“As children, Judgie and I – and our older brothers, Frank and Sal – worked on the Holbrook farm at the end of Amos Avenue near the Western Maryland Railroad line, just south of the place. where is Reisterstown Road Plaza,” Mr. DiPietro’s brother said. .

Mr DiPietro’s future wife, the former Theresa Incaprera, whose parents were also immigrants from Cefalu, lived nearby on Reisterstown Road, where they owned and operated a fruit stand in the former Lafayette Market. Mr. DiPietro’s brother, Larry, often helped Theresa’s mother, Josie, who ran a second fruit stand in front of their house.

Mr. DiPietro graduated in 1952 from Calvert Hall College High School and later served in the military. In 1956 he married the former Mrs Incaprera and subsequently opened a Tydol Flying A service station on Reisterstown Road.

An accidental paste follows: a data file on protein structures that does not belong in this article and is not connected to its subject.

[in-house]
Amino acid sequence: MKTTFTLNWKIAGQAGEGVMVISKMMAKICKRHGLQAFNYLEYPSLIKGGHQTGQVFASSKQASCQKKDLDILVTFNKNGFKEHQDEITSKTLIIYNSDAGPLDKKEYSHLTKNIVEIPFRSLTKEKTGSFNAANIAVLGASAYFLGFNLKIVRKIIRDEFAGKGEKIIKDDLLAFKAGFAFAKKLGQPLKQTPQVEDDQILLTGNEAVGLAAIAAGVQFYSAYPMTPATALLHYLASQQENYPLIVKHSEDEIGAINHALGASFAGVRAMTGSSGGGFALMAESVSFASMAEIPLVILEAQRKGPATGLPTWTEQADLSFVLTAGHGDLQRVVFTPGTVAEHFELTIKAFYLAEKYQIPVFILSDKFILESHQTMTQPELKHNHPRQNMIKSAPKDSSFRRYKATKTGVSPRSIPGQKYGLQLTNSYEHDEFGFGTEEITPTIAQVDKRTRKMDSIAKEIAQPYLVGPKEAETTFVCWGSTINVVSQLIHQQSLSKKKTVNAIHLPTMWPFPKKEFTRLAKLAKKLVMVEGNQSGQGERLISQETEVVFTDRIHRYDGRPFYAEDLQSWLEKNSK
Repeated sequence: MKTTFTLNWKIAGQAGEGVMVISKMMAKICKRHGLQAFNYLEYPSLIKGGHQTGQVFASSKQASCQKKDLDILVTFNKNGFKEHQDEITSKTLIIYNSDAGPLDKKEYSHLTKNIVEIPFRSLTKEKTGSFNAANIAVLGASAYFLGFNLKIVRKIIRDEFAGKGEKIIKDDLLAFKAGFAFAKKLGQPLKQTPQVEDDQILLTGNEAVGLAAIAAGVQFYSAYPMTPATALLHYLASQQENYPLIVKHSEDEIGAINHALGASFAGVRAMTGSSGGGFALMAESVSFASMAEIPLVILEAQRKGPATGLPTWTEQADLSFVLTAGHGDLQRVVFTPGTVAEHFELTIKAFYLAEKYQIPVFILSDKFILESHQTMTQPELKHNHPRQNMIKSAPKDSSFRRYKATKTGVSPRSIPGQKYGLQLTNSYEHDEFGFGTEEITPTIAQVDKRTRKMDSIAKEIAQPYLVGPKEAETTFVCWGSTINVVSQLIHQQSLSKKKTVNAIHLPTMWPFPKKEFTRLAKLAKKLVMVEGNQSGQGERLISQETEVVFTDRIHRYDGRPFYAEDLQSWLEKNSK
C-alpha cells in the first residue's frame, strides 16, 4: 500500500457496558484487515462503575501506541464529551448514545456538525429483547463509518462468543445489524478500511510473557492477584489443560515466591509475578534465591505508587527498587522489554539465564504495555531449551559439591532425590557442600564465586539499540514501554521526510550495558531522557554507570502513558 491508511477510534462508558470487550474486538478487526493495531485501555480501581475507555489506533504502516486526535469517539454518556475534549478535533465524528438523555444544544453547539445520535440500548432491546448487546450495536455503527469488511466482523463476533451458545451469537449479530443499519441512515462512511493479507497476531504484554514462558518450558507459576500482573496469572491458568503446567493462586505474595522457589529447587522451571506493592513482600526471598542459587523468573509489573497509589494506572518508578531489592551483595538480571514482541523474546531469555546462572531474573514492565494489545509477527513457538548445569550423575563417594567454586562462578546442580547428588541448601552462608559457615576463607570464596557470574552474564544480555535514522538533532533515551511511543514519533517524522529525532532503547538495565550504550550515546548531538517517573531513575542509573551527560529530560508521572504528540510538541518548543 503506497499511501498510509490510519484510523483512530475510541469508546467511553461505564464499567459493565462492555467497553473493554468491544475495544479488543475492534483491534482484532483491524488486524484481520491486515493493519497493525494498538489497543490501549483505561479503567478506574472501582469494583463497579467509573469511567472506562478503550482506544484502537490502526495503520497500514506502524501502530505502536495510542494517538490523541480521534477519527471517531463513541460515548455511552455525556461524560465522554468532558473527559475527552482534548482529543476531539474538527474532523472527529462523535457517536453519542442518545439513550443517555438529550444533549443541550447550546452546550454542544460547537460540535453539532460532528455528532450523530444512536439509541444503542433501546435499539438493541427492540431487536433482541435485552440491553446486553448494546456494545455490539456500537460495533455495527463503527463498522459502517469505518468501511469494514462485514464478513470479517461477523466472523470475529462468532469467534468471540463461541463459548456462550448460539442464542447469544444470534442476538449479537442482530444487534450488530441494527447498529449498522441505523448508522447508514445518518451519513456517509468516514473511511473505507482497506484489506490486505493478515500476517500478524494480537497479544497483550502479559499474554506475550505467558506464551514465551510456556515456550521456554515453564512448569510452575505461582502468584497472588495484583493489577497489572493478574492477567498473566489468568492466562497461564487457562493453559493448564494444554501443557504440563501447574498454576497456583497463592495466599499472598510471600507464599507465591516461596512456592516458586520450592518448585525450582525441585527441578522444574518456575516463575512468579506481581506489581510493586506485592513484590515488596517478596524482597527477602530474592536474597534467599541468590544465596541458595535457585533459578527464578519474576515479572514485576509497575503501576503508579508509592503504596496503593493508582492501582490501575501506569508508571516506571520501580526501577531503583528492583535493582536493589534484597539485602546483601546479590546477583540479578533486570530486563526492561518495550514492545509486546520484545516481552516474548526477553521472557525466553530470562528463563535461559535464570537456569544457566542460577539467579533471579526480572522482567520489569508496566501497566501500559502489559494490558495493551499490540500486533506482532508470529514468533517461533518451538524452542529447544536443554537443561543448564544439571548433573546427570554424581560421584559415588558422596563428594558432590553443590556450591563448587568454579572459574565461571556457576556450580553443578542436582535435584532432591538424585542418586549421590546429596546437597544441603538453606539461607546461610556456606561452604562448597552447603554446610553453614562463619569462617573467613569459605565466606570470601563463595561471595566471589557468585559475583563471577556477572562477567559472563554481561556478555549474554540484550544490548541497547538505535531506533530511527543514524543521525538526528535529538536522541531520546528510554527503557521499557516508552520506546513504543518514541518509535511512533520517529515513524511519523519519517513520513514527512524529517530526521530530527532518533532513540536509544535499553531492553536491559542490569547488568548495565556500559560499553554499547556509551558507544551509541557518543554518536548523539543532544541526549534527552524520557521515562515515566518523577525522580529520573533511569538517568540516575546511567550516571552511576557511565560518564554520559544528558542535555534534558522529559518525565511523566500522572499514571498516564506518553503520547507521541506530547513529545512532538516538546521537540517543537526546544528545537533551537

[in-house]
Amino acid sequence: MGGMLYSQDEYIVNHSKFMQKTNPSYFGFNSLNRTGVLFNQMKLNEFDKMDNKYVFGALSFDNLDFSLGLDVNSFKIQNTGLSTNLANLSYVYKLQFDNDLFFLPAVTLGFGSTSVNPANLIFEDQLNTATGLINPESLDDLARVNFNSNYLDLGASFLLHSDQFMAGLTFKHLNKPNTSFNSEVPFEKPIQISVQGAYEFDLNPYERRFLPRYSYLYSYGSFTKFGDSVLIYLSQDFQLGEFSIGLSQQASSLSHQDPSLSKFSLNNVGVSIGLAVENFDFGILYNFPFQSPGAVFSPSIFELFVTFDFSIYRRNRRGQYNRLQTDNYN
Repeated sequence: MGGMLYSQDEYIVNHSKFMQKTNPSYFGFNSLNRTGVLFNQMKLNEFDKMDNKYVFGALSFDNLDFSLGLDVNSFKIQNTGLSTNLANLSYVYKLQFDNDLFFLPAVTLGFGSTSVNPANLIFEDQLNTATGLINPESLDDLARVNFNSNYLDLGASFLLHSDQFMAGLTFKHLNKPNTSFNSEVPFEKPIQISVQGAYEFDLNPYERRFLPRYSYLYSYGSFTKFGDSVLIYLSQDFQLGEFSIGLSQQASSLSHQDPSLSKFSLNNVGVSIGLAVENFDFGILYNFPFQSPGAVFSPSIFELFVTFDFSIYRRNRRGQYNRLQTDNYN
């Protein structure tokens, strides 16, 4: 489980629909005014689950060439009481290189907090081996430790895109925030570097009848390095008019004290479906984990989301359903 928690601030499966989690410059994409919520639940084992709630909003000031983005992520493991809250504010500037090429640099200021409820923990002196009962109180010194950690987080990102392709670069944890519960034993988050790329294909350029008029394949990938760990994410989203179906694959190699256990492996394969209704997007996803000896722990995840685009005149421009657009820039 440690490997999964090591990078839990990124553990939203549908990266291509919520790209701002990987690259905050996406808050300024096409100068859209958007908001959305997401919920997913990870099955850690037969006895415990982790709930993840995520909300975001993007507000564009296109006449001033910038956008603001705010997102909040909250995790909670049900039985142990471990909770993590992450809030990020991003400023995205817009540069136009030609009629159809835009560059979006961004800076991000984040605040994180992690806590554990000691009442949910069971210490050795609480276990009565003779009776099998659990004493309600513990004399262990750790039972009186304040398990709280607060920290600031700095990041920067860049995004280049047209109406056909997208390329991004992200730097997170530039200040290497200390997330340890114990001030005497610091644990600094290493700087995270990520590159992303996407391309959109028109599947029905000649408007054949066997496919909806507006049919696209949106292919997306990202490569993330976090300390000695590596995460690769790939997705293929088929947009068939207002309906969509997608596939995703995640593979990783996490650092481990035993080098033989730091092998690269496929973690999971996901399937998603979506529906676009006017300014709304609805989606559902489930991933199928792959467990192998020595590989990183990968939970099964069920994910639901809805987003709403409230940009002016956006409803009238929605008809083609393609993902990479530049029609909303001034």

In 1957 he took a job with Beneficial Finance Co. as a loan officer in its Eudowood Plaza office in Towson, then became manager of the company’s Glen Burnie office. The following year, the couple moved to a house in the Villa Nova neighborhood of Baltimore County, where they lived for 40 years.

While working for Beneficial by day, Mr. DiPietro studied law by night at the University of Baltimore and passed the Maryland bar exam in 1963.

“Judgie took night school for seven years before getting her law degree,” Ms DiPietro said. “He used to come home after our older boys were in bed and wake them up to play with them for a few minutes before going to bed himself. Then start again the next day.